Originally Posted by simplyflow
We are new to raising pigs and would like to do so. My question is would you get feeder pigs and start them in the fall? We get 250 inches of snow (give or take) and fairly cold temps in the winter. What do pigs need to get through the winter in good shape? We don't have room in our tiny barn for them, but would make what they need if we got them.
Also, I've seen 220 to 250 lbs tossed around as the weight at which to butcher. What's the average it takes to grow a pig that big?
We formerly raised pigs at the northern tip of WI just west of you. We raised them year around. We did not get 250 inches of snow, but we did get a lot of Lake Effect snow and what Earnest Hemingway aptly called "The 3 Day Blow".
We raised pigs in a 3 sided Plywood box with a roof. It was about 6 feet wide and 8 feet long. By Thanksgiving we would stand a small 4X4 round bale of hay on end so as to all but seal off the front open entrance, leaving just wide enough a slot for pigs to enter and exit their house as they pleased. Inside was a dead air space with no drafts or wind.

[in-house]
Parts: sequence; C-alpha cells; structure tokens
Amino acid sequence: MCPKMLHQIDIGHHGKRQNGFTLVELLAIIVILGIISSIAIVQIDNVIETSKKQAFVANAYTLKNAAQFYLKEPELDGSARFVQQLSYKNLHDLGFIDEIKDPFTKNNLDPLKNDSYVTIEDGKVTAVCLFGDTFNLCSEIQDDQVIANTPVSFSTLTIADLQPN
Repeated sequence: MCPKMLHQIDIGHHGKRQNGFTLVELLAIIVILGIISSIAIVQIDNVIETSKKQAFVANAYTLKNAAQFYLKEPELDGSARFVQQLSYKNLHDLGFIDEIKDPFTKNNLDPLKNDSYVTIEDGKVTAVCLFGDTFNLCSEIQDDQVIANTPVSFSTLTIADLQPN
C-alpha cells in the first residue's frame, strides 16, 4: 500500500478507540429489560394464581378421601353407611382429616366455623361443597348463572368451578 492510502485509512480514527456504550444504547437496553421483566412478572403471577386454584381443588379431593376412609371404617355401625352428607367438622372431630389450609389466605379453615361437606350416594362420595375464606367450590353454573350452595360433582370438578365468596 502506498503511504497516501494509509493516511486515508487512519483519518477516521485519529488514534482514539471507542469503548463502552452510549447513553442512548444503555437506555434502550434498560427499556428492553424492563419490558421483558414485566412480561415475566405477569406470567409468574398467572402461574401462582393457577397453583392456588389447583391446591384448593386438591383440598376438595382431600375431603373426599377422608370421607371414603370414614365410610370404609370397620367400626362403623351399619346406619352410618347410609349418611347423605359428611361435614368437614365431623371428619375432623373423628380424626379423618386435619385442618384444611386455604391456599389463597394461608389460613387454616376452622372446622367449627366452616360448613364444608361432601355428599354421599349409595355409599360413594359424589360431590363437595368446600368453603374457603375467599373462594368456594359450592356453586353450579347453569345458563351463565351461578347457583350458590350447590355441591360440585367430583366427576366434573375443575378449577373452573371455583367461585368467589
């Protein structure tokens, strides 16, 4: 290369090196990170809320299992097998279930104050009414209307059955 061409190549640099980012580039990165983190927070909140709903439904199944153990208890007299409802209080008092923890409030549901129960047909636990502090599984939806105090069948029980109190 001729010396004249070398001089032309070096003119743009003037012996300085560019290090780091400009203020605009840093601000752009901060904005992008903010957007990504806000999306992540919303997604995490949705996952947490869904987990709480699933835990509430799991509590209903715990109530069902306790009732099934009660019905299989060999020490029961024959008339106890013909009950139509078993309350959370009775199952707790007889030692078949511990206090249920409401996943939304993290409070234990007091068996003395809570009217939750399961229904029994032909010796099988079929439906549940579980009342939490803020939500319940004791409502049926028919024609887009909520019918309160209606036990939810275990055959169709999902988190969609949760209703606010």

Then we filled house with old hay about 3 feet deep
Pigs did splendid. When you went to feed them on a cold blustery morning with the windchill nipping at -65F below, you would peer into their house - and NO PIGS!...Rattle the feed bucket and they would emerge from the hay and come running for the feed.
The positives about raising pigs in winter are: No odor, no mud, clean pigs.
The negatives are: Less gain per pound of feed, as more of the energy in a pound of feed is diverted to maintaining body temperature and maintainance, and less to weight gain. Winter pigs may take 2-3 weeks longer to finish than summer pigs in your climate.
In winter watering the pigs will be your biggest inconvenience. The good news is that in winter the pigs' water needs are greatly reduced, and so you will only need to carry a small amount once daily. With your amount of snowfall, it behooves you to position their winter pighouse/pen near your water source, so you are not saddled with excessive time on snow removal to keep a path clear to the pig house. We watered once daily in a 12 gallon Rubbermaid Tub. If any water was leftover and froze, you could simply flip tub, jump on it to remove the ice puck that had formed and refill.
One other consideration: The pig breeds with long hair(red pigs) do better. Duroc or Herford or crosses of those breeds will fare better in cold weather than short haired (white pigs) will.
The "average" hog should grow to butcher weight by 6 months from it's birth. Mileage may vary with feed, weather, breed of hog, jada, jada, jada.
*Not sold in stores, LOL*